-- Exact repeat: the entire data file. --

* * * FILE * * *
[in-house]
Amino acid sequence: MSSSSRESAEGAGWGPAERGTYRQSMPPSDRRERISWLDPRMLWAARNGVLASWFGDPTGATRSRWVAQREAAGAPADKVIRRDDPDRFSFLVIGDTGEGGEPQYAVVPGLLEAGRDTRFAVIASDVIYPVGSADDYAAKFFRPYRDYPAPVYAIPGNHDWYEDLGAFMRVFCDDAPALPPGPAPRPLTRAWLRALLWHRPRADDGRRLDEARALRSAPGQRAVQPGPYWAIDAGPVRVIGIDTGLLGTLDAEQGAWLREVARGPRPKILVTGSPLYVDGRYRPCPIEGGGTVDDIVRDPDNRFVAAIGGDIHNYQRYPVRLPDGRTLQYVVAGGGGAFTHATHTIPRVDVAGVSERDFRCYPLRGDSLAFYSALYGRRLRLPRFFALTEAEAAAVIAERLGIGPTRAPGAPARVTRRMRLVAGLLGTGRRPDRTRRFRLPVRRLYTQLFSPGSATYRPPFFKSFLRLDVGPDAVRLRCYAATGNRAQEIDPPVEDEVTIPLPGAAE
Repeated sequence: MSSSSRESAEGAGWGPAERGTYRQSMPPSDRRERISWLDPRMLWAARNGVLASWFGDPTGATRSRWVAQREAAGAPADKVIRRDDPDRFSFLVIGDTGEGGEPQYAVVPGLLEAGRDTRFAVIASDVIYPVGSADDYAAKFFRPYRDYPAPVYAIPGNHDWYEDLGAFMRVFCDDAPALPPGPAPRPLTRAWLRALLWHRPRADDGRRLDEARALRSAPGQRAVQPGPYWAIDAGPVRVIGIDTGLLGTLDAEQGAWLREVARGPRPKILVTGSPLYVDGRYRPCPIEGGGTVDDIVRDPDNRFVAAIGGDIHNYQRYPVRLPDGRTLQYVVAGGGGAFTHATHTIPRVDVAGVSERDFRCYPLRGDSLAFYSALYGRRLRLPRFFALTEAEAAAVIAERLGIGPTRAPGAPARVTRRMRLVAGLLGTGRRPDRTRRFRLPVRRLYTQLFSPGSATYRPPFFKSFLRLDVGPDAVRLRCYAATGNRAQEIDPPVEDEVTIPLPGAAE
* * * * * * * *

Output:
[in-house]
Amino acid sequence: MSSSSRESAEGAGWGPAERGTYRQSMPPSDRRERISWLDPRMLWAARNGVLASWFGDPTGATRSRWVAQREAAGAPADKVIRRDDPDRFSFLVIGDTGEGGEPQYAVVPGLLEAGRDTRFAVIASDVIYPVGSADDYAAKFFRPYRDYPAPVYAIPGNHDWYEDLGAFMRVFCDDAPALPPGPAPRPLTRAWLRALLWHRPRADDGRRLDEARALRSAPGQRAVQPGPYWAIDAGPVRVIGIDTGLLGTLDAEQGAWLREVARGPRPKILVTGSPLYVDGRYRPCPIEGGGTVDDIVRDPDNRFVAAIGGDIHNYQRYPVRLPDGRTLQYVVAGGGGAFTHATHTIPRVDVAGVSERDFRCYPLRGDSLAFYSALYGRRLRLPRFFALTEAEAAAVIAERLGIGPTRAPGAPARVTRRMRLVAGLLGTGRRPDRTRRFRLPVRRLYTQLFSPGSATYRPPFFKSFLRLDVGPDAVRLRCYAATGNRAQEIDPPVEDEVTIPLPGAAE
Repeated sequence: MSSSSRESAEGAGWGPAERGTYRQSMPPSDRRERISWLDPRMLWAARNGVLASWFGDPTGATRSRWVAQREAAGAPADKVIRRDDPDRFSFLVIGDTGEGGEPQYAVVPGLLEAGRDTRFAVIASDVIYPVGSADDYAAKFFRPYRDYPAPVYAIPGNHDWYEDLGAFMRVFCDDAPALPPGPAPRPLTRAWLRALLWHRPRADDGRRLDEARALRSAPGQRAVQPGPYWAIDAGPVRVIGIDTGLLGTLDAEQGAWLREVARGPRPKILVTGSPLYVDGRYRPCPIEGGGTVDDIVRDPDNRFVAAIGGDIHNYQRYPVRLPDGRTLQYVVAGGGGAFTHATHTIPRVDVAGVSERDFRCYPLRGDSLAFYSALYGRRLRLPRFFALTEAEAAAVIAERLGIGPTRAPGAPARVTRRMRLVAGLLGTGRRPDRTRRFRLPVRRLYTQLFSPGSATYRPPFFKSFLRLDVGPDAVRLRCYAATGNRAQEIDPPVEDEVTIPLPGAAE